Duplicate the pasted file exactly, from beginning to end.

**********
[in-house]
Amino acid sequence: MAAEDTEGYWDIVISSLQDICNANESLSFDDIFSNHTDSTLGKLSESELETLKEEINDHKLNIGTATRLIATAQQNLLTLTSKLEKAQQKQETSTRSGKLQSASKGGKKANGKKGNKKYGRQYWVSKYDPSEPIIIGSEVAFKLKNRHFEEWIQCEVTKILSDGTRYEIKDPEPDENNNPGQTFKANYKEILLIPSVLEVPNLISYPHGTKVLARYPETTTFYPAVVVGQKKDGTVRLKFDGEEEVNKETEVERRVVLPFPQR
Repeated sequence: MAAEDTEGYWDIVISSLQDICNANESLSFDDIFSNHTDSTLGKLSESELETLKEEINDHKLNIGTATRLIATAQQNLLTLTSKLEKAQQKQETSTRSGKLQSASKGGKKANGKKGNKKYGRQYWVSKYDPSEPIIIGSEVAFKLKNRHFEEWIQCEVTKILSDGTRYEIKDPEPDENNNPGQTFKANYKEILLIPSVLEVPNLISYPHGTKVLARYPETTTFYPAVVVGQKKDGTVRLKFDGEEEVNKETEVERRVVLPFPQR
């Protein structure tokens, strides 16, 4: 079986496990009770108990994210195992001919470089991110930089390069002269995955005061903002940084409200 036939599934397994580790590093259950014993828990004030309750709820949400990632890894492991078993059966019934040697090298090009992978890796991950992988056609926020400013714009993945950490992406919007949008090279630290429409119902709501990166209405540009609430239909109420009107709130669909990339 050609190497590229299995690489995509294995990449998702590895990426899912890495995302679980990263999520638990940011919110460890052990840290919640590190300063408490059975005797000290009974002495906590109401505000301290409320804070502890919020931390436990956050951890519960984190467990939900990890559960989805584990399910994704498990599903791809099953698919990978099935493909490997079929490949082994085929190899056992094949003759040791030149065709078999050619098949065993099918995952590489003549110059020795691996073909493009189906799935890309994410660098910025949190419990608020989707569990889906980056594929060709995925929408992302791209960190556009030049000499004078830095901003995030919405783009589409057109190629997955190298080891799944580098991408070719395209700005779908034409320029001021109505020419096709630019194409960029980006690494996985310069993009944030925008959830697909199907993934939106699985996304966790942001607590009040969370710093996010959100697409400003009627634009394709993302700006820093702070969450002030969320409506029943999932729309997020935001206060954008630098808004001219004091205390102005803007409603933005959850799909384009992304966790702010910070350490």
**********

[in-house]
Amino acid sequence: MAAEDTEGYWDIVISSLQDICNANESLSFDDIFSNHTDSTLGKLSESELETLKEEINDHKLNIGTATRLIATAQQNLLTLTSKLEKAQQKQETSTRSGKLQSASKGGKKANGKKGNKKYGRQYWVSKYDPSEPIIIGSEVAFKLKNRHFEEWIQCEVTKILSDGTRYEIKDPEPDENNNPGQTFKANYKEILLIPSVLEVPNLISYPHGTKVLARYPETTTFYPAVVVGQKKDGTVRLKFDGEEEVNKETEVERRVVLPFPQR
Repeated sequence: MAAEDTEGYWDIVISSLQDICNANESLSFDDIFSNHTDSTLGKLSESELETLKEEINDHKLNIGTATRLIATAQQNLLTLTSKLEKAQQKQETSTRSGKLQSASKGGKKANGKKGNKKYGRQYWVSKYDPSEPIIIGSEVAFKLKNRHFEEWIQCEVTKILSDGTRYEIKDPEPDENNNPGQTFKANYKEILLIPSVLEVPNLISYPHGTKVLARYPETTTFYPAVVVGQKKDGTVRLKFDGEEEVNKETEVERRVVLPFPQR
């Protein structure tokens, strides 16, 4: 079986496990009770108990994210195992001919470089991110930089390069002269995955005061903002940084409200 036939599934397994580790590093259950014993828990004030309750709820949400990632890894492991078993059966019934040697090298090009992978890796991950992988056609926020400013714009993945950490992406919007949008090279630290429409119902709501990166209405540009609430239909109420009107709130669909990339 050609190497590229299995690489995509294995990449998702590895990426899912890495995302679980990263999520638990940011919110460890052990840290919640590190300063408490059975005797000290009974002495906590109401505000301290409320804070502890919020931390436990956050951890519960984190467990939900990890559960989805584990399910994704498990599903791809099953698919990978099935493909490997079929490949082994085929190899056992094949003759040791030149065709078999050619098949065993099918995952590489003549110059020795691996073909493009189906799935890309994410660098910025949190419990608020989707569990889906980056594929060709995925929408992302791209960190556009030049000499004078830095901003995030919405783009589409057109190629997955190298080891799944580098991408070719395209700005779908034409320029001021109505020419096709630019194409960029980006690494996985310069993009944030925008959830697909199907993934939106699985996304966790942001607590009040969370710093996010959100697409400003009627634009394709993302700006820093702070969450002030969320409506029943999932729309997020935001206060954008630098808004001219004091205390102005803007409603933005959850799909384009992304966790702010910070350490």